Blue Beyond Consulting

Trust Us: How to Create a More Transparent, Honest Workplace

Maybe it finally became clear (pun intended) that transparency had moved into the business mainstream when Glassdoor launched. Users flocked to the site for a chance to dish on what it’s really like to work at their organization, glimpse actual salary numbers, and shine a light in areas where employees are often left in the dark.

Aside from feeding the all-too-human tendency to consume gossip, Glassdoor was tapping into something more meaningful for employees everywhere: A desire to know what’s really going on where they work.

Glassdoor is only one example of how digital media, and particularly social media, changed the game for transparency. With a camera in every pocket and revealing truths just a post away, organizations are realizing that not only is it awfully hard to hide from the facts, being open and honest is actually good for business.

Studies show transparent workplaces are more productive, better at attracting and retaining employees, and more innovative. Transparency can also improve leaders. Think of it as a no-cost business improvement initiative.




What transparency is (and isn’t)

“Honesty is the first chapter in the book of wisdom.”
-Thomas Jefferson 

Business transparency can be defined in different ways: the process of being open, honest, and straightforward about various company operations, or a way of operating that creates more openness between managers and employees. Openness, however, doesn’t mean spilling the tea about everything to everyone, or opening up the servers for public consumption. There’s a right way and a wrong way to be transparent.

Transparency done right looks like:

  • Sharing information that benefits the business
  • Feedback loops where both you and your employee feel safe
  • Offering information with intent: Not just sharing to share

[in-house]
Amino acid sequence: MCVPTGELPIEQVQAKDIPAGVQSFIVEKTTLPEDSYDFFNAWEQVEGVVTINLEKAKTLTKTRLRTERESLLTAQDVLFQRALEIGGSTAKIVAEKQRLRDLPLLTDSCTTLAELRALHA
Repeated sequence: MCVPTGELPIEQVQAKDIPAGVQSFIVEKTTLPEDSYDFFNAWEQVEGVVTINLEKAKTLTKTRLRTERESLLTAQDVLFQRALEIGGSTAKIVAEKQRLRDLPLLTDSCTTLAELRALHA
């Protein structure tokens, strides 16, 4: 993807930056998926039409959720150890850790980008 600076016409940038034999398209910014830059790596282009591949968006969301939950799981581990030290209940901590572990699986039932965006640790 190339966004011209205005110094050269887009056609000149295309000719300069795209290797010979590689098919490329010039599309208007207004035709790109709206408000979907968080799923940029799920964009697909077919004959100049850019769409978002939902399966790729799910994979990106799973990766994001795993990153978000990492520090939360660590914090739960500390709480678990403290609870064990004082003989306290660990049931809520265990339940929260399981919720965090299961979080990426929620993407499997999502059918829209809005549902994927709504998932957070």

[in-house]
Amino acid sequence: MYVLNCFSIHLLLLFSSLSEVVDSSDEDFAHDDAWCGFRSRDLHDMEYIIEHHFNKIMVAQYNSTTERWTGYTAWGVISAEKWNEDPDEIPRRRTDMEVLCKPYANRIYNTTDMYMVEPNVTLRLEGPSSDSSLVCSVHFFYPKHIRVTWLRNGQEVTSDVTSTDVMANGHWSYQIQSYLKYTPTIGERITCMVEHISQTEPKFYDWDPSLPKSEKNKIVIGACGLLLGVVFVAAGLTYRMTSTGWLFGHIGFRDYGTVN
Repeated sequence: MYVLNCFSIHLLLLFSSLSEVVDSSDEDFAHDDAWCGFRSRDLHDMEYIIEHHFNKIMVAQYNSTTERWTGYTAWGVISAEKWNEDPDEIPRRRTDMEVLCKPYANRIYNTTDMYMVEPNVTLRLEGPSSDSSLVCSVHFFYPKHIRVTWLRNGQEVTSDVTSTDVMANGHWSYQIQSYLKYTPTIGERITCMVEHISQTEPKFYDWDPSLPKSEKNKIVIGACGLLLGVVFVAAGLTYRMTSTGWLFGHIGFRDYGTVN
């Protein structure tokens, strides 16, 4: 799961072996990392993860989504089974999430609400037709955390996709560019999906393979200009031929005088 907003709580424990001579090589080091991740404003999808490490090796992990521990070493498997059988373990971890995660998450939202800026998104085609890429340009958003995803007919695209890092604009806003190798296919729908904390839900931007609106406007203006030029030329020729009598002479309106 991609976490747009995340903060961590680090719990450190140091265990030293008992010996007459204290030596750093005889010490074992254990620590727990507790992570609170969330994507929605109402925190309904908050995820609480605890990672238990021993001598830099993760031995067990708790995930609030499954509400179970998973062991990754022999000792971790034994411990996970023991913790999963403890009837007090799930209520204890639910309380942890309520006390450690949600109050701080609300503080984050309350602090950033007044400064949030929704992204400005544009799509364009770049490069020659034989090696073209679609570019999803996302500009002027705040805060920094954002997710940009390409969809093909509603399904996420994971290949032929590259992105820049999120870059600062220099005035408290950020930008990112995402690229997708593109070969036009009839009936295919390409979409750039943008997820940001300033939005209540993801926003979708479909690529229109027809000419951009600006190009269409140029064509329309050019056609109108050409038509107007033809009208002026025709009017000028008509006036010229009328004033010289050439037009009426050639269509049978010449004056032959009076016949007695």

• Helping people in different roles/departments understand each other better
  • Giving people actionable information to do their jobs better/differently
  • Owning up to mistakes 

Poorly executed transparency looks like:

  • Feeling free to say whatever, whenever (“I’m just being honest.”)
  • Over-sharing: So much information it’s no longer useful
  • Violating confidentiality policies or good ethical practices
  • Personal criticism or attacks 

The potential negative effects of being more transparent scare off too many organizations and leaders from being more open. Executed correctly, downside risks of transparency are virtually nil, and the upside for employees, operations and the business are tremendous. Here are some tips to help implement transparency and start enjoying its benefits.




Tip #1: Share a vision, goals…and how you’re measuring up

“A lack of transparency results in distrust and a deep sense of insecurity.”
-Dalai Lama

Most companies are pretty good at sharing a company vision, mission statement, and goals — at least once a year or so. But how often are you letting employees know how the organization is measuring up to those goals? Perhaps your company delivers periodic financial updates. If so, keep it up, but don’t neglect check-ins around other goals, too: How is the company doing in its vision of inclusivity? Where are you in our drive to become more innovative? Not all goals and ideas are easily shared through numbers. And even when they are, numbers need context. Transparency isn’t just about information, it’s about understanding. And if the organization hasn’t met its goals, or is falling short in an area, talk about it! When employees understand where the gaps are, they’re more engaged and motivated to help fill them. Openly identifying problems also gets people thinking about solutions.




Tip #2: Create a feedback loop

“It takes two to speak the truth: one to speak, and another to hear.”
-Henry David Thoreau

Transparency isn’t just about what you’re willing to say, it’s also about what you’re willing to hear. For managers, it’s tempting to fall into making feedback a top-down process, with performance evaluations as a prime example. But feedback is much more productive when it can be a two-way street. If providing feedback only comes once or twice a year in your organization, and is always attached to promotions or salary increases, consider adding more frequent check-ins that aren’t tied to any milestones. Employees appreciate having an opportunity to share feedback and constructive criticism in a setting where there’s no worry that open discussion could affect the forward trajectory of their career. Put sessions on a regular schedule (even quarterly) and let the employee know that while you’ll share your thoughts, they’re welcome to bring their own, including questions and things they think could be improved. You may not like or agree with everything you hear, but you (and the organization) will be better for knowing what’s on the employee’s mind. When concerns and areas for improvement are brought up, note them and follow up in subsequent sessions, so the employee feels listened-to and each conversation can help step toward solutions or change.